The Damage Done

By Thomas Bunstead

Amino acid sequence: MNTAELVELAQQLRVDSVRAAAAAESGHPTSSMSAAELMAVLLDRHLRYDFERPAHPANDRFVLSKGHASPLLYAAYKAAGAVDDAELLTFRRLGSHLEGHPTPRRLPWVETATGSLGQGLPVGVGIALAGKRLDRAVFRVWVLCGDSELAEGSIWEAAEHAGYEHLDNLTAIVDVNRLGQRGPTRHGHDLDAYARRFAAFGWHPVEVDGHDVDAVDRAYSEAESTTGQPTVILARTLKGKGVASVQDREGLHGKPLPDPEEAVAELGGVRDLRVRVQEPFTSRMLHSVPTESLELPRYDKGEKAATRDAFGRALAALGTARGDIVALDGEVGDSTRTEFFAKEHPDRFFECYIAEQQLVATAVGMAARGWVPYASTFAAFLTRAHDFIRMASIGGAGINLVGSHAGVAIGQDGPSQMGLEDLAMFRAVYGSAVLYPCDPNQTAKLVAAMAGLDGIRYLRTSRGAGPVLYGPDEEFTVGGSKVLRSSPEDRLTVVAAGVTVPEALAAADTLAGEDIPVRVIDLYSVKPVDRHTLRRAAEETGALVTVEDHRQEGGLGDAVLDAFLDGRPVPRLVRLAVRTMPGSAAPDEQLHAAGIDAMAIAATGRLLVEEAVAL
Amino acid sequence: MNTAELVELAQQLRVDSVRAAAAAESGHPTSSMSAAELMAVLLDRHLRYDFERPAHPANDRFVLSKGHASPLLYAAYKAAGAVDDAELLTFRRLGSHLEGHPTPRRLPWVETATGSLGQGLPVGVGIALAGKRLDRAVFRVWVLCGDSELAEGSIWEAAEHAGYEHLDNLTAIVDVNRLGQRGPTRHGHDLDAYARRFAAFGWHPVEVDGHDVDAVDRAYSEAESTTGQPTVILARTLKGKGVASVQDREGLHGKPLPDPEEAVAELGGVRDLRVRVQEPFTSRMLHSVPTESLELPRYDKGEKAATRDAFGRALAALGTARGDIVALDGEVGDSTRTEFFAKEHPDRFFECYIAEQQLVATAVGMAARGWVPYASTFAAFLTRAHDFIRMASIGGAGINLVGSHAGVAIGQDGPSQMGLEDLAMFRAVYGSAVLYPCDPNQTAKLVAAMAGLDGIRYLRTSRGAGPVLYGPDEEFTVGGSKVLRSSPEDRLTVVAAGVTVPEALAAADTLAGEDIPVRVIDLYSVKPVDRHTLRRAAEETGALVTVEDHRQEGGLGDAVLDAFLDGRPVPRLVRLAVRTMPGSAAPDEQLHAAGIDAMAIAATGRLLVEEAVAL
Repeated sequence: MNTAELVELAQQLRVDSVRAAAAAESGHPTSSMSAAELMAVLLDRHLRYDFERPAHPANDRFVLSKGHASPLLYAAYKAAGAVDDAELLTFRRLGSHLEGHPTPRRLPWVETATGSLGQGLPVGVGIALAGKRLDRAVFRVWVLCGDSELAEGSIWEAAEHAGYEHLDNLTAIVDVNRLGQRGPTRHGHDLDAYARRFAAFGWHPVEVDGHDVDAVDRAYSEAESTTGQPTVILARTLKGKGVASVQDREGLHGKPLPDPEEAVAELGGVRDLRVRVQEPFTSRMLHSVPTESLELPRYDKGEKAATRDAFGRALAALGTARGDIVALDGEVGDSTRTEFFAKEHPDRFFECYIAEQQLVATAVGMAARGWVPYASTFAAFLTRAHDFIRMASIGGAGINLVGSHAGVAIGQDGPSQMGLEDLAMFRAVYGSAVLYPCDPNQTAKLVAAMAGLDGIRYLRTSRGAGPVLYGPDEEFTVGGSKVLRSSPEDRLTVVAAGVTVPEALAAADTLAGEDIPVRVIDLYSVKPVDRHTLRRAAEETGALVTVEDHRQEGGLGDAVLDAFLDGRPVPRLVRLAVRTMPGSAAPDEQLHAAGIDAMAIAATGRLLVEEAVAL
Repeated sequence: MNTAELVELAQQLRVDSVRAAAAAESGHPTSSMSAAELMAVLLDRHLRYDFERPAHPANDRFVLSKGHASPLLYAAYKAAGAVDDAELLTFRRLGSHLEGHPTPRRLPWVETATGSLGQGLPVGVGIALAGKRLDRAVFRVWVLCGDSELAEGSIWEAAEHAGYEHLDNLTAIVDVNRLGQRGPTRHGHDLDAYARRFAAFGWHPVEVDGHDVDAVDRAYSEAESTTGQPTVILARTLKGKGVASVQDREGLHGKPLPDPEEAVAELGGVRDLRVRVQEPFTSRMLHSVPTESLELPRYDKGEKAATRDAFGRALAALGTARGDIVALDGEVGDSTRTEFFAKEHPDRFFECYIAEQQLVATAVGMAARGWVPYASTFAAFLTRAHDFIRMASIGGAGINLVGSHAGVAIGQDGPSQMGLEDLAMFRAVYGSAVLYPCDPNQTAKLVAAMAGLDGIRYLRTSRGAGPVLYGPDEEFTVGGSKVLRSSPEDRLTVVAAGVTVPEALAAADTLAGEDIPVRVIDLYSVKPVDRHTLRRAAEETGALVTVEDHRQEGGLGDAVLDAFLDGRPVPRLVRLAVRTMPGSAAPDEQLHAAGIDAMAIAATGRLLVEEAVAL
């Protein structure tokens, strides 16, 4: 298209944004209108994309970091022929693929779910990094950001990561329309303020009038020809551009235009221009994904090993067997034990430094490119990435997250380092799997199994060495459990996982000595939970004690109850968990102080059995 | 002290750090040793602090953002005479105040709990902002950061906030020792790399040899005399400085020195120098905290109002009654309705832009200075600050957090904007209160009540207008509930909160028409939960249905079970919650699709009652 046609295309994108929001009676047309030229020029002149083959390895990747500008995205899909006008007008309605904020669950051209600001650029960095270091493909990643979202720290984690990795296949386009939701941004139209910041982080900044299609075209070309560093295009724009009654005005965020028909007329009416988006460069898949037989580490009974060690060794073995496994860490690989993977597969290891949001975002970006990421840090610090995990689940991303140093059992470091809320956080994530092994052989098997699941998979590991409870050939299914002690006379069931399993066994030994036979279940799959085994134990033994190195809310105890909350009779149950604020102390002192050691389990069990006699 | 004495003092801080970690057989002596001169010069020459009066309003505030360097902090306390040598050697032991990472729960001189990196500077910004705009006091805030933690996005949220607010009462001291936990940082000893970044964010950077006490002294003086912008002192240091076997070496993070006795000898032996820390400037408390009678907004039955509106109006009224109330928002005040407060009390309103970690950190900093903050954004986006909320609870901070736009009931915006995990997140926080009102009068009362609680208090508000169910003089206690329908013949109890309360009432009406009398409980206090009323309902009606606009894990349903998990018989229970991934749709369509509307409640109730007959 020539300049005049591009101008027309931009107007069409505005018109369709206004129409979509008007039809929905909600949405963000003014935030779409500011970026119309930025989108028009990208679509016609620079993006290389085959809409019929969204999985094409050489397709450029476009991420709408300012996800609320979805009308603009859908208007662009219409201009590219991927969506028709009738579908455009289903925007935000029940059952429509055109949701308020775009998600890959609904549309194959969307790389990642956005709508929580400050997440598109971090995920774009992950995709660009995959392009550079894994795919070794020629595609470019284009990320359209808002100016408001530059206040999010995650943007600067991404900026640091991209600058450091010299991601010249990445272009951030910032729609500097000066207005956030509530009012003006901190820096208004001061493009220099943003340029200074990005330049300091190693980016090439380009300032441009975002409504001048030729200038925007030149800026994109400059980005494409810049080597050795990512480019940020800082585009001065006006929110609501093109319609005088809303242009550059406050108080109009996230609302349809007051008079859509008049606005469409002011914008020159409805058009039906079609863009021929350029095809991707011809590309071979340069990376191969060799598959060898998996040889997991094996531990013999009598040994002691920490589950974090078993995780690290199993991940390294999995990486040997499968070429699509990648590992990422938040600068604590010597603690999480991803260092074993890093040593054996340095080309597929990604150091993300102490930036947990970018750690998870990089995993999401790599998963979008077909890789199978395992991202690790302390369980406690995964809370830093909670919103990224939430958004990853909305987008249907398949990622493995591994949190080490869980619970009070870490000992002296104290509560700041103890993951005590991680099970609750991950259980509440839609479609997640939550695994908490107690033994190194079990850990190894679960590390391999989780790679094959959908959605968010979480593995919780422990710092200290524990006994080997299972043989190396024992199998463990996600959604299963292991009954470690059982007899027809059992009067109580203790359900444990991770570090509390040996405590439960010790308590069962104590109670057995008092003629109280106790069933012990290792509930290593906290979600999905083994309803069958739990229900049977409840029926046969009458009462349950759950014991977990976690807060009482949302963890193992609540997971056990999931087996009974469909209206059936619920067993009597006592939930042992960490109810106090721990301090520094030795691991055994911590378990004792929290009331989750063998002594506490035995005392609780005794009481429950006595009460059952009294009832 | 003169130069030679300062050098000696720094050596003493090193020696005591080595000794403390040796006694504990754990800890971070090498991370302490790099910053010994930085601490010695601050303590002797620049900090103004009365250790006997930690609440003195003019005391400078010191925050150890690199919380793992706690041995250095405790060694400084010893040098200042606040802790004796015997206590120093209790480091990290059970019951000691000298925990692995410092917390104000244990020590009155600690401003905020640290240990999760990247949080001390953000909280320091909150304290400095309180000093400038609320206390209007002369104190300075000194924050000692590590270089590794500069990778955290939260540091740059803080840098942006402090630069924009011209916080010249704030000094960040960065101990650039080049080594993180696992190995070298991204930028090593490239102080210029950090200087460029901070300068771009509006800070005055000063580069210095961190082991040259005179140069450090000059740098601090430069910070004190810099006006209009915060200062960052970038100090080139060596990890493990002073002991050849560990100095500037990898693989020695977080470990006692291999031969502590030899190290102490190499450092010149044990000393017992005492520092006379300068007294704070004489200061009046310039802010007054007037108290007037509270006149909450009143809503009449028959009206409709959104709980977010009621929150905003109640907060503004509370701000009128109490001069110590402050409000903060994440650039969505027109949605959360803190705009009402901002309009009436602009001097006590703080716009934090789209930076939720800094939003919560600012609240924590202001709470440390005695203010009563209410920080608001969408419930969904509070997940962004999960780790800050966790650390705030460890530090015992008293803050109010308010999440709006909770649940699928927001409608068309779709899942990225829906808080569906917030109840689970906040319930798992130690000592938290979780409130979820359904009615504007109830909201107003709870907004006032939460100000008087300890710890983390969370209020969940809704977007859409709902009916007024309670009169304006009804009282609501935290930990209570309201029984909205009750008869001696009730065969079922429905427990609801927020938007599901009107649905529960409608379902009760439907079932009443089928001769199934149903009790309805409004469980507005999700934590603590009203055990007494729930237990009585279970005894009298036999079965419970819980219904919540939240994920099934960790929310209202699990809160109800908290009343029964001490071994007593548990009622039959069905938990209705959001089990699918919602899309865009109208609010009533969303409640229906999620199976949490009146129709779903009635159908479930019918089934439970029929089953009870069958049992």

Basque writer Willy Uribe is now into his twelfth day of a hunger strike in protest against the incarceration of reformed heroin addict David Reboredo. This is the latest in a number of cases demonstrating the Spanish government's perceived double standards when it comes to granting judicial pardons. There have been a number of high-profile pardons (which require government intervention) in the last couple of years, including those of four Partido Popular politicians found guilty of corruption and a banker of embezzlement, and then, this year, four Barcelona police officers who had been found guilty of torturing a Romanian man. Two hundred of the country's top judges signed a petition calling the latter "fraudulent" and an "abuse" of the power to pardon. The question many are asking (there are now more than 80,000 signatures on a change.org e-petition) is: why isn't Reboredo receiving the same consideration? The forty-three-year-old from Vigo in northwest Spain has just been jailed on two counts of possession (a total of 0.4 grams in the two cases) in 2006 and 2009. He was addicted to heroin from the late 90s, but now works as a drug counselor and has been clean for three years, as several local charities and social workers attest. As El Pais put it in their lead editorial last Sunday: "He should be embraced in solidarity. But instead we've got him locked up in jail." Please go here to sign the petition, and retweet Willy Uribe's multilingual tweets on the case to let the Spanish government know the whole world is watching.


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